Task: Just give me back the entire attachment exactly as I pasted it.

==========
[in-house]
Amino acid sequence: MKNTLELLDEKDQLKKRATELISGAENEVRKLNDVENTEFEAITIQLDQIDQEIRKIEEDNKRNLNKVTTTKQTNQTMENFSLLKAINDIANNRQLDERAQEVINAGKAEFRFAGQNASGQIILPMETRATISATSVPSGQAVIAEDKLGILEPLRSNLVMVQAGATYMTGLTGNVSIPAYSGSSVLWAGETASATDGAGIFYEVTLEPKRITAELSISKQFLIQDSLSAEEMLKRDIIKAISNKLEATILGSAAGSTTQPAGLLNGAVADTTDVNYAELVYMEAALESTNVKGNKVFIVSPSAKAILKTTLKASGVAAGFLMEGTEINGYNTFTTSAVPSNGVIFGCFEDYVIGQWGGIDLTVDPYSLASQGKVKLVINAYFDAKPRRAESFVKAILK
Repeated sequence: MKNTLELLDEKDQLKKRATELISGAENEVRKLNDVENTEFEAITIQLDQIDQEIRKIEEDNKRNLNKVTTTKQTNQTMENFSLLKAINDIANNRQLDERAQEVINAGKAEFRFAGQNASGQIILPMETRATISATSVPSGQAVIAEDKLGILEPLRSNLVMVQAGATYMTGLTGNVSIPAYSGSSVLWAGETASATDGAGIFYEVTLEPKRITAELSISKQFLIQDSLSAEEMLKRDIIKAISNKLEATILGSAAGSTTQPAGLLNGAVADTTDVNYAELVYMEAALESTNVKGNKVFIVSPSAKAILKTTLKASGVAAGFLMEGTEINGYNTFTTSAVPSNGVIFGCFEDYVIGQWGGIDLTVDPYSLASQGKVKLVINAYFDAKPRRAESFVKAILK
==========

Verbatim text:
[in-house]
Amino acid sequence: MKNTLELLDEKDQLKKRATELISGAENEVRKLNDVENTEFEAITIQLDQIDQEIRKIEEDNKRNLNKVTTTKQTNQTMENFSLLKAINDIANNRQLDERAQEVINAGKAEFRFAGQNASGQIILPMETRATISATSVPSGQAVIAEDKLGILEPLRSNLVMVQAGATYMTGLTGNVSIPAYSGSSVLWAGETASATDGAGIFYEVTLEPKRITAELSISKQFLIQDSLSAEEMLKRDIIKAISNKLEATILGSAAGSTTQPAGLLNGAVADTTDVNYAELVYMEAALESTNVKGNKVFIVSPSAKAILKTTLKASGVAAGFLMEGTEINGYNTFTTSAVPSNGVIFGCFEDYVIGQWGGIDLTVDPYSLASQGKVKLVINAYFDAKPRRAESFVKAILK
Repeated sequence: MKNTLELLDEKDQLKKRATELISGAENEVRKLNDVENTEFEAITIQLDQIDQEIRKIEEDNKRNLNKVTTTKQTNQTMENFSLLKAINDIANNRQLDERAQEVINAGKAEFRFAGQNASGQIILPMETRATISATSVPSGQAVIAEDKLGILEPLRSNLVMVQAGATYMTGLTGNVSIPAYSGSSVLWAGETASATDGAGIFYEVTLEPKRITAELSISKQFLIQDSLSAEEMLKRDIIKAISNKLEATILGSAAGSTTQPAGLLNGAVADTTDVNYAELVYMEAALESTNVKGNKVFIVSPSAKAILKTTLKASGVAAGFLMEGTEINGYNTFTTSAVPSNGVIFGCFEDYVIGQWGGIDLTVDPYSLASQGKVKLVINAYFDAKPRRAESFVKAILK